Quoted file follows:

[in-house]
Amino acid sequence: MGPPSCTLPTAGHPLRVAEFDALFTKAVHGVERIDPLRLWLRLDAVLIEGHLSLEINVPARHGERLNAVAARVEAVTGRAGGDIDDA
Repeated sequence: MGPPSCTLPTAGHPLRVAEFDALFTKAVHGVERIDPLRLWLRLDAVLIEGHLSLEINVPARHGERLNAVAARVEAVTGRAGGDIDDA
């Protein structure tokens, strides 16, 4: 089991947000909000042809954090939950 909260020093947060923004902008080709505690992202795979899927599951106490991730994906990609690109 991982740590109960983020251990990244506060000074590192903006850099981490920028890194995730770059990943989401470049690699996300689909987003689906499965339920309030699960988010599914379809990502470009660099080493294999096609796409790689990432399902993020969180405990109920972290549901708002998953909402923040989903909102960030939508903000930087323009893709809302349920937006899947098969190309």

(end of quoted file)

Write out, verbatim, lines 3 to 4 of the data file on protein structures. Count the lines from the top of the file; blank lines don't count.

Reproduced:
Repeated sequence: MGPPSCTLPTAGHPLRVAEFDALFTKAVHGVERIDPLRLWLRLDAVLIEGHLSLEINVPARHGERLNAVAARVEAVTGRAGGDIDDA
């Protein structure tokens, strides 16, 4: 089991947000909000042809954090939950 909260020093947060923004902008080709505690992202795979899927599951106490991730994906990609690109 991982740590109960983020251990990244506060000074590192903006850099981490920028890194995730770059990943989401470049690699996300689909987003689906499965339920309030699960988010599914379809990502470009660099080493294999096609796409790689990432399902993020969180405990109920972290549901708002998953909402923040989903909102960030939508903000930087323009893709809302349920937006899947098969190309």